“If you don’t fail it’s because you did not risk enough, and if you didn’t risk enough it’s because you didn’t put your whole self out there.”
I’ve kept this post for a long time…not because I was working on my writing or anything, just because I wasn’t ready to put it out there…
We don’t talk about it much…but its all around us and haven’t we all experienced it? That spelling bee in grade four, that sociology course in first year of university, a relationship…a running race with a personal worst. We’ve all been there, right?
In a world that has turned into sharing only the finest moments through our social media networks, the stories of failure go untold, hidden, are a seeming embarrassment. Let’s just avoid risk and that way we can avoid it.
On January 18th I found myself sitting on a Metro Transit bus, in tears, facing my big failure. I spent weeks – no months – preparing for the Project Management Professionals Exam (PMP). Reading, quizzing, prep courses, you name it, I had spent hours and hours learning the dreaded and elusive PMBOK (Project Management Book of Knowledge). Unlike my first year sociology final exam, I walked into the testing facilities feeling confident and knowledgable, a soon-to-be PMP if you will. But as the four hour exam rolled out, my confidence faltered….my second guessing – third guessing – shot all of my hopes down. I was feeling more unsure as each question went on. I started to mentally beat myself up: You’ve read the books, Becky – you KNOW this. Come on!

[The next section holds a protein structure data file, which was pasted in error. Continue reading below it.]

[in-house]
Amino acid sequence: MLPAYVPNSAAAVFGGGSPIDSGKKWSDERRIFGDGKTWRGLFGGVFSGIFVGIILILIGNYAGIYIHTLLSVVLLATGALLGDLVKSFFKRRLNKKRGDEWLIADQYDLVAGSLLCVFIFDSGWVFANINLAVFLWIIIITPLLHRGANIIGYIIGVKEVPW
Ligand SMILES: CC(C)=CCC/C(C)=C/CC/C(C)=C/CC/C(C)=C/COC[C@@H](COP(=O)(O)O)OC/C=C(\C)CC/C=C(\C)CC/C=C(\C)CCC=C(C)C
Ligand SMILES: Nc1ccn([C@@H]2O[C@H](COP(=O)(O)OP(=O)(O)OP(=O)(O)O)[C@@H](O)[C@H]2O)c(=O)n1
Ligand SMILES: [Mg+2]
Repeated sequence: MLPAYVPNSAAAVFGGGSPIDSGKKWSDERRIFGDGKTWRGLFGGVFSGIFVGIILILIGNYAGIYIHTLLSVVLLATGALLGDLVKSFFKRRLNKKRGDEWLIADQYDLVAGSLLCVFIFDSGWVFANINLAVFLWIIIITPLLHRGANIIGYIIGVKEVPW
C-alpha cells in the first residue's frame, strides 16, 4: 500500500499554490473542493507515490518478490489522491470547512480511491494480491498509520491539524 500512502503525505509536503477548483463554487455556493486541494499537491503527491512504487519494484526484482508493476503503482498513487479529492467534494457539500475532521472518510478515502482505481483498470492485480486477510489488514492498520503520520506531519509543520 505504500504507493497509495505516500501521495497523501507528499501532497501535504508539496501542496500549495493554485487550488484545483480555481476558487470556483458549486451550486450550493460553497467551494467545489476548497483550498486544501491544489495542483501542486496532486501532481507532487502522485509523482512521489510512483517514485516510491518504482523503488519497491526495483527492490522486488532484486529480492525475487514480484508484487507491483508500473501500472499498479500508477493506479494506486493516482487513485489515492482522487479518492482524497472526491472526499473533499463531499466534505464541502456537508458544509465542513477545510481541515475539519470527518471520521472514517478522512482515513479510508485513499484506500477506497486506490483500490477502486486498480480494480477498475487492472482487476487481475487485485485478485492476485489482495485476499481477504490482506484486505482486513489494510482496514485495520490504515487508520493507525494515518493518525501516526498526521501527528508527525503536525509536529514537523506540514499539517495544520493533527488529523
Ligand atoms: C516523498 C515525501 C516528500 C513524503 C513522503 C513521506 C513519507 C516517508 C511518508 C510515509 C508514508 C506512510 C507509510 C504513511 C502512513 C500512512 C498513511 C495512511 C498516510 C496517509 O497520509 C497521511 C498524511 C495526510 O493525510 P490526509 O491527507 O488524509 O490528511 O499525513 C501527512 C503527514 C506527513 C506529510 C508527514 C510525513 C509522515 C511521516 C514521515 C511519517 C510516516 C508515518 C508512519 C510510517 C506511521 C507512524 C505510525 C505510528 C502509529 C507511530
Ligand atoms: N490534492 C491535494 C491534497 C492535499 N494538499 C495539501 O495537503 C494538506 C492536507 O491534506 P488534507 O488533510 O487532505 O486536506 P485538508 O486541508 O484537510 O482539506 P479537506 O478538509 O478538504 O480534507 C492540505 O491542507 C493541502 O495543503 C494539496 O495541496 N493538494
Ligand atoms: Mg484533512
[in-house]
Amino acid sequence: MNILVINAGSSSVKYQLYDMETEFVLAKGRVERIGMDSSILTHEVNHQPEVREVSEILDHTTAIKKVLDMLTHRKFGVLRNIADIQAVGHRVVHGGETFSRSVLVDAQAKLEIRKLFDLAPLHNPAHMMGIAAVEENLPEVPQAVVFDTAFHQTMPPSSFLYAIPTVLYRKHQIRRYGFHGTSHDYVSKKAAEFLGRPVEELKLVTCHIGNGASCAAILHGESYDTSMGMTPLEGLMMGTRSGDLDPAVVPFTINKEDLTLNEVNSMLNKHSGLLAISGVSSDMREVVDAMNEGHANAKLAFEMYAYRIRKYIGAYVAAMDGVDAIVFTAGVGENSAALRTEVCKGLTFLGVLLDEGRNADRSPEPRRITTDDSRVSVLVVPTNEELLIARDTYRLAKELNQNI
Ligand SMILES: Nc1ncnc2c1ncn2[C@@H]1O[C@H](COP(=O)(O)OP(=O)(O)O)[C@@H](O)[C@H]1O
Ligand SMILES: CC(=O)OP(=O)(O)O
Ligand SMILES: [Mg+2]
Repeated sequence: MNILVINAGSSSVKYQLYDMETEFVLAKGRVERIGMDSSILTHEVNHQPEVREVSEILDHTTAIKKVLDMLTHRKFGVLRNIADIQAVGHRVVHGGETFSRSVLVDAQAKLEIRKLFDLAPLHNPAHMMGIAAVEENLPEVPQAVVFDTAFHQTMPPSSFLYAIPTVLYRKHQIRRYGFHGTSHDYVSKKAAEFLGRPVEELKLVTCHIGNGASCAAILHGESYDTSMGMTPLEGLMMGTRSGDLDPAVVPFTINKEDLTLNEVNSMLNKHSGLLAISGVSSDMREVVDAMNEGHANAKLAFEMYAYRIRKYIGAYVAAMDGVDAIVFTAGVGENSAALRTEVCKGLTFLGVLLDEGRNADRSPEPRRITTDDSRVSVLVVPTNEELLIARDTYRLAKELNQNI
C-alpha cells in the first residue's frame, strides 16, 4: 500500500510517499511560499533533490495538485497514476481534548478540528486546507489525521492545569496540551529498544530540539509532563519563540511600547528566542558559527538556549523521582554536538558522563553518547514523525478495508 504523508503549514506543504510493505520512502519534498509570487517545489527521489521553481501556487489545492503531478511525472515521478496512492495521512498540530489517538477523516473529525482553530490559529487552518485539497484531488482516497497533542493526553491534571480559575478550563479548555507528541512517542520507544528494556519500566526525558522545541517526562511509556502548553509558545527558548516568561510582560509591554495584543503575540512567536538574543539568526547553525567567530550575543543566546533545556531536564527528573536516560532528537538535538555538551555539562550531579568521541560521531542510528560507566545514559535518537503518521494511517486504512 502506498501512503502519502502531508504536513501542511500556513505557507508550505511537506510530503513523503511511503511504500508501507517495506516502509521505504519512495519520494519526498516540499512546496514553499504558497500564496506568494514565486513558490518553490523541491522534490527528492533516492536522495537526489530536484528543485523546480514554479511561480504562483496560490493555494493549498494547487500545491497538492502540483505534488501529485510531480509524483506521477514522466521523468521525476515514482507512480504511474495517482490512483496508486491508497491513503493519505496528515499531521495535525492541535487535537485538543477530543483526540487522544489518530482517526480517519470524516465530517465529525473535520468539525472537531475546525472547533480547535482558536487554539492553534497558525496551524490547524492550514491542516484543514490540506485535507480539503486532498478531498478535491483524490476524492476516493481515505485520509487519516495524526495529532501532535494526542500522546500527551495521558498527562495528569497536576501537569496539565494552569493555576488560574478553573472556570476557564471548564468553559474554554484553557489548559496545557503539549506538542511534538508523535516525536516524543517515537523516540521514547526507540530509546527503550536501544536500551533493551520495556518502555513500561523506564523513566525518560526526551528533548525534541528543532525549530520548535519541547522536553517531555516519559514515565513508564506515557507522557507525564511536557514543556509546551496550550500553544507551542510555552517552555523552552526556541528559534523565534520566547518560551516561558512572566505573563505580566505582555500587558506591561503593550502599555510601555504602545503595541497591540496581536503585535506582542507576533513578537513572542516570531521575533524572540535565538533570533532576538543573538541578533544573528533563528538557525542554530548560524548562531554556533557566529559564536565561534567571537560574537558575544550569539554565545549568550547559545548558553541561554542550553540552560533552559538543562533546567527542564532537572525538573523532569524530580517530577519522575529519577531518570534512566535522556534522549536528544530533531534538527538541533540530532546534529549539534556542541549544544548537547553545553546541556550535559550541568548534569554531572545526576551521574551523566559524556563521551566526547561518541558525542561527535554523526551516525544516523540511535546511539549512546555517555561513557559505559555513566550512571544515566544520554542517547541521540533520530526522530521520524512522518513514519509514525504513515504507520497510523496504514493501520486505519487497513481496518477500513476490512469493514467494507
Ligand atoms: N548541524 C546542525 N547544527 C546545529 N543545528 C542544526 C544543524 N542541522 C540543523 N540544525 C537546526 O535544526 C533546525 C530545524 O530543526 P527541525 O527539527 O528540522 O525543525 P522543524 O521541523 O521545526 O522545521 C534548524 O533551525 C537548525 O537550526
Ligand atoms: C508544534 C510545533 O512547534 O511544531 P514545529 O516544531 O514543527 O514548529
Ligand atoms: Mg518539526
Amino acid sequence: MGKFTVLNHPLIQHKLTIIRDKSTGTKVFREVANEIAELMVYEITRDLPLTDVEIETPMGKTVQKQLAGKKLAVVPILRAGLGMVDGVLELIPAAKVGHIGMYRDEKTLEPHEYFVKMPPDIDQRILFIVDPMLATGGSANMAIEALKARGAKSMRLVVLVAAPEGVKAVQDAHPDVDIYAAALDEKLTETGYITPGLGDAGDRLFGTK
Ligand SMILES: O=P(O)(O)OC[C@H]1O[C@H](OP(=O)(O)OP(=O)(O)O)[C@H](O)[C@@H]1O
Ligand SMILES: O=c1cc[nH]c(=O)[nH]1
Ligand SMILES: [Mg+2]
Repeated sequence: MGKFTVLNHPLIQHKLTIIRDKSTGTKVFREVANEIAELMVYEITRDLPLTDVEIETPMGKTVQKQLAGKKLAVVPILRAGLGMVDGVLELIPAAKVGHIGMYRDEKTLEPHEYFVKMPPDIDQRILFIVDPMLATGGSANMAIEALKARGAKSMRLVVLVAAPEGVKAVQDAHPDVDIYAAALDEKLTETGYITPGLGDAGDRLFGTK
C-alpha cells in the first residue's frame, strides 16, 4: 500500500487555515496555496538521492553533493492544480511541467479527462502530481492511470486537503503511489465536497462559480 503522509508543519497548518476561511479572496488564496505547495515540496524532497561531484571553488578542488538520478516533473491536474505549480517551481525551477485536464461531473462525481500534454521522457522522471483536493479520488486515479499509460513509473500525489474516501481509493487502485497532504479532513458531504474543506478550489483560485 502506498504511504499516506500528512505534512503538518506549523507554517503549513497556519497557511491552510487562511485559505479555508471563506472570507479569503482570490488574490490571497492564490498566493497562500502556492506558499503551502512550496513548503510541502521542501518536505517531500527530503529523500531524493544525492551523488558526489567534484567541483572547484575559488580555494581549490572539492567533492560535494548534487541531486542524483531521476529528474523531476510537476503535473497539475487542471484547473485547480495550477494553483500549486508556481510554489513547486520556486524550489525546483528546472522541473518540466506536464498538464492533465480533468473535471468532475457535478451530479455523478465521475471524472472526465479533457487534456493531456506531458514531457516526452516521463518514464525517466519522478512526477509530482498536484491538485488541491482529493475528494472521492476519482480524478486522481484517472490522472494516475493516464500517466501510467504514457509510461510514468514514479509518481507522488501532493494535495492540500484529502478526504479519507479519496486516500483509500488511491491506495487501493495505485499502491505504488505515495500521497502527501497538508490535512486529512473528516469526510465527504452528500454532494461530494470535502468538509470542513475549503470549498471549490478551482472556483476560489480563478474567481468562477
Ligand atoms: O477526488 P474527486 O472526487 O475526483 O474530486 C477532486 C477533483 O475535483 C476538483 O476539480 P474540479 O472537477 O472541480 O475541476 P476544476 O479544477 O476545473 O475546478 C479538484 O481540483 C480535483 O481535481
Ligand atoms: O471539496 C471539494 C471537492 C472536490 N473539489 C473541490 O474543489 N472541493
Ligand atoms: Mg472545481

My electronic exam had this nifty* little function that allowed me to flag questions so I could go back and second guess myself later. This could have been my downfall. I ended up flagging 75 questions, out of 200. And I changed all of those answers as I watched the final minutes allocated for the exam tick down to nothing. I know the multiple choice rules, trust your gut, don’t change, blah blah blah.
When I finally hit the “submit exam” button, I crossed my fingers as stranger things have happened. Maybe I had just been hard on myself, maybe I would never have to sit in this terrible exam room without water and poor lighting ever again. Lingering hope….
I read it twice, and then again. And then I wondered why in the world I had shared that I was writing this exam with my entire social network.
Yes, for a brief and hazy moment I blamed the test. Similar to when you stub your tow and you blame the coffee table. “Who put that there!?” I’m not going to lie, my destination changed on that bus ride – to my favourite watering hole and a supportive boyfriend that let me cry and paid for my glass (es) of wine and then told me (er, encouraged me) that it wasn’t the end of the world, that I could do it. I composed myself. I embraced this failure as much as I could and even shared it to that social network – I didn’t want to cover it up. I will attempt this exam again, and I will go back to that room feeling confident.
Not everyone embraces failure and not everyone fails the exam or race or class…because not everyone strives to be better, strives to challenge themselves, wants to be a better version of themselves. I want to grow, learn, experience success – but I can’t do that without a little failure on the way.
Let’s embrace it – lets let our friends and family know about our failures and how we are going to achieve success the next time. Take that risk!
*by nifty, I mean incredible terrible and horrible and awful.